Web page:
“Before the Flood” is pretty much preaching the same lesson. Nevertheless, with the involvement of Di Caprio the people who would really listen may increase. The famous American actor has been a committed and informed environmental activist for the past 15 years. He has earned the credentials to be United Nations Ambassador of Peace. Those who don’t deny the climate change would wonder at Di Caprio’s sense of commitment; if it was some vanity project. The actor and director Stevens are well aware of this. And so, the documentary opens with Di Caprio recalling the painting of Hieronymus Bosch’s ‘Garden of Heavily Delights’ that once hung above his crib. The painting’s final panel shows a desolated and annihilated planet. He often thinks that that is the reality facing all of us. We see the clips from Fox News and other media outlets brandishing him as an ‘ignorant American actor’. It is later juxtaposed with the clips of Di Caprio interviewing Clinton (when he was President) about climate change and participating in environmental rallies as far as 2000. Di Caprio isn’t just interested in giving a long lecture to justify his stance; he rather takes us around Earth to showcase the wretched consequences of climate change.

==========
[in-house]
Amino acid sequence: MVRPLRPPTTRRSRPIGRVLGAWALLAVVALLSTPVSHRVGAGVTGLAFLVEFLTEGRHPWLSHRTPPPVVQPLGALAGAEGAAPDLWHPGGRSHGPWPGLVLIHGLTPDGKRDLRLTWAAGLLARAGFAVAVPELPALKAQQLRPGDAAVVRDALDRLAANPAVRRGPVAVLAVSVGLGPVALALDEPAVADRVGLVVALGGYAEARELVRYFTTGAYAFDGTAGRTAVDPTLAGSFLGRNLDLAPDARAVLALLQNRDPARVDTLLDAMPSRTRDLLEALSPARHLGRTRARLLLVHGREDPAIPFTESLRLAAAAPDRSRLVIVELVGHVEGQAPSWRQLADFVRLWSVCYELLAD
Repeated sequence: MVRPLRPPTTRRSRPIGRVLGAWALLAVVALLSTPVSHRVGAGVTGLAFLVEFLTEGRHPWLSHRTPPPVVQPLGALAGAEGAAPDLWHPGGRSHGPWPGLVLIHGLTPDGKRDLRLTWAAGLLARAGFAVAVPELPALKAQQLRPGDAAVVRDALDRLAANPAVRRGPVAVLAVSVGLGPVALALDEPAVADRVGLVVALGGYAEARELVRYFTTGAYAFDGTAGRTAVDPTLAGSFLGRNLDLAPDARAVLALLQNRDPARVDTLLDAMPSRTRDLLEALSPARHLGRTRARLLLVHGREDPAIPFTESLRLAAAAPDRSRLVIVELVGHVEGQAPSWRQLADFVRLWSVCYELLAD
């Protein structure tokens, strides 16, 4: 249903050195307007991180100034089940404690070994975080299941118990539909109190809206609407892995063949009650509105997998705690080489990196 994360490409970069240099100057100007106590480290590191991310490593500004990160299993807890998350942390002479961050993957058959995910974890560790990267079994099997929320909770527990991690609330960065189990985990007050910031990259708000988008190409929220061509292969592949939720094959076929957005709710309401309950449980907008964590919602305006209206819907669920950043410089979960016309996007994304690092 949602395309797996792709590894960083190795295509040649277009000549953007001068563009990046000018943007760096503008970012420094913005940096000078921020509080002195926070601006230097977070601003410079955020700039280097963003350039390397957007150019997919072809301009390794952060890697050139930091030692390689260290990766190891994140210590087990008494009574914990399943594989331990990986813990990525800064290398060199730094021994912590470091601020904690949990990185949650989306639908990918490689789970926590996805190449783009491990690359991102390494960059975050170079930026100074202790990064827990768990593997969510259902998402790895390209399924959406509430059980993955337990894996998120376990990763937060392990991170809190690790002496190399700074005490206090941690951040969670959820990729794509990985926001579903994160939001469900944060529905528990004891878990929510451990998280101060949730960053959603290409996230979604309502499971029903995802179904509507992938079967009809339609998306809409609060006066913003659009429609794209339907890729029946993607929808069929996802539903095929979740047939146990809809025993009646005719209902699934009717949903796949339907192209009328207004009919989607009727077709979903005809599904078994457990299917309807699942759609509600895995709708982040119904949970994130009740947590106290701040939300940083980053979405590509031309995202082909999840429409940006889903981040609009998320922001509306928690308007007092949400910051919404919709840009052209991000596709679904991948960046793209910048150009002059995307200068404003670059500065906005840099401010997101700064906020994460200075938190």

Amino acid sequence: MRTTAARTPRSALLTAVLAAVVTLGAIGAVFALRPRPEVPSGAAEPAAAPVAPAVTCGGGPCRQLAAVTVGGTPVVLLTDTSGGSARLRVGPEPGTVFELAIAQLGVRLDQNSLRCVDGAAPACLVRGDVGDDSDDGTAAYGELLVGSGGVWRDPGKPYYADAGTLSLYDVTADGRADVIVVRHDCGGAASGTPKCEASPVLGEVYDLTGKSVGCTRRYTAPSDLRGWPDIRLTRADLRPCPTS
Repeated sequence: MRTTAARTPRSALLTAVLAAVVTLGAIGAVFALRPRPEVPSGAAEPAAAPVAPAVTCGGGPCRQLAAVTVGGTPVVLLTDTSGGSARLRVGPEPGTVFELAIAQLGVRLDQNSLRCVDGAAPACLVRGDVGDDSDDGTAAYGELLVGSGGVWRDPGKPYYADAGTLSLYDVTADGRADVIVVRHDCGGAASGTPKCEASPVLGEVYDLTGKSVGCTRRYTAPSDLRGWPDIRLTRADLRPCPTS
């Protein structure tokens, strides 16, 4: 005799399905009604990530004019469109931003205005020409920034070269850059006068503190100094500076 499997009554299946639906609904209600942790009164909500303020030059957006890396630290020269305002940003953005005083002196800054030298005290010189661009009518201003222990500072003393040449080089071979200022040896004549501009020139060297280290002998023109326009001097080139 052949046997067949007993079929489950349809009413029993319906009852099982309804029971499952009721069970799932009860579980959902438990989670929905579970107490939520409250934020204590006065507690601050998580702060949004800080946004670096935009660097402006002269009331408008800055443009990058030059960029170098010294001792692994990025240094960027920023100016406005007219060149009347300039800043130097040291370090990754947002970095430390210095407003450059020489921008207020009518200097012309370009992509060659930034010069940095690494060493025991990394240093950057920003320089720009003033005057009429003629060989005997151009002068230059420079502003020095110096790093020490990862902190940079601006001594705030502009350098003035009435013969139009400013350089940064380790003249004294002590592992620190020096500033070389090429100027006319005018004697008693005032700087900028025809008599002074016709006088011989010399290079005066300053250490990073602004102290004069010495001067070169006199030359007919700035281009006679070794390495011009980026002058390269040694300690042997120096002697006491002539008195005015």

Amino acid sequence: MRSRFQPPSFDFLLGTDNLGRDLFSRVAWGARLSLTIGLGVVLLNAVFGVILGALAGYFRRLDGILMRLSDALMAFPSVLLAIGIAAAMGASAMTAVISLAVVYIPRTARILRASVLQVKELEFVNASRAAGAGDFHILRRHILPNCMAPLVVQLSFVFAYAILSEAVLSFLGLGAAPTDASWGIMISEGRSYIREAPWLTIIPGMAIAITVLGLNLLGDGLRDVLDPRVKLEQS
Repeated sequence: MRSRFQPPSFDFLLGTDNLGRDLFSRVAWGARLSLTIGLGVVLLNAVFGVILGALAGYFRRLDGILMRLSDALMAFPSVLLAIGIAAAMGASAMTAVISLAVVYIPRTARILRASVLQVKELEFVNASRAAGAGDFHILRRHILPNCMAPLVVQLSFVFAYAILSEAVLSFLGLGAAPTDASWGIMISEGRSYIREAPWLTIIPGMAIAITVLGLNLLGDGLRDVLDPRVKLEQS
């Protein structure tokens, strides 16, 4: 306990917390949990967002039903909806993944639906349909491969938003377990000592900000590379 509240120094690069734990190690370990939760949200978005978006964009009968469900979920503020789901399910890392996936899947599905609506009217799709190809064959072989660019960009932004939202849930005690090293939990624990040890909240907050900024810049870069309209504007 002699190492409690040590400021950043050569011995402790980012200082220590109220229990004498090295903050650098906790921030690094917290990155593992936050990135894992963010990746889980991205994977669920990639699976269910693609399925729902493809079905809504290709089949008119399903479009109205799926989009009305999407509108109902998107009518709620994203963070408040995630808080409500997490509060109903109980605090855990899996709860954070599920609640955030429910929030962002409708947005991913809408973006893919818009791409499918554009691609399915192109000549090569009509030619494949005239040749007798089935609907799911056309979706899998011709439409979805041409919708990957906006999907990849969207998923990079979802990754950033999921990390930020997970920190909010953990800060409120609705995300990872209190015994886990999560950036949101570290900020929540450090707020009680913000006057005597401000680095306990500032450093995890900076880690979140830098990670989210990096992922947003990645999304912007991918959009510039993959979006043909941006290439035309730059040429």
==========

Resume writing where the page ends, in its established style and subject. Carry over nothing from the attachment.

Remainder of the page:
“Before the Flood” isn’t giving a shiny picture of how our Earth’s rising temperature will be revoked if we follow these things. The documentary exhibits the current realities and accepts them. It shows the ways people or governments around the world are preparing themselves for the inevitable climate change. For example, Di Caprio interviews President of small Island nation Kribati and hears his plans to relocate the nation’s entire population to islands near Fiji, since the nation is being swallowed up by rising sea levels. In America’s Florida, the local body is taking preventive measure to keep the water out of its streets, which may only hold for the next 40 or 50 years. Di Caprio and his crew flies over the depleting ice in Greenland, where there’s rough, grey terrain in place of thick ice caps. He journeys to the massive tar sands operation in Alberta, Canada; smog-shrouded Beijing; hears sad tales of farmers in India; shockingly looks at the decimated rain forests of Indonesia (for Palm oil plantations).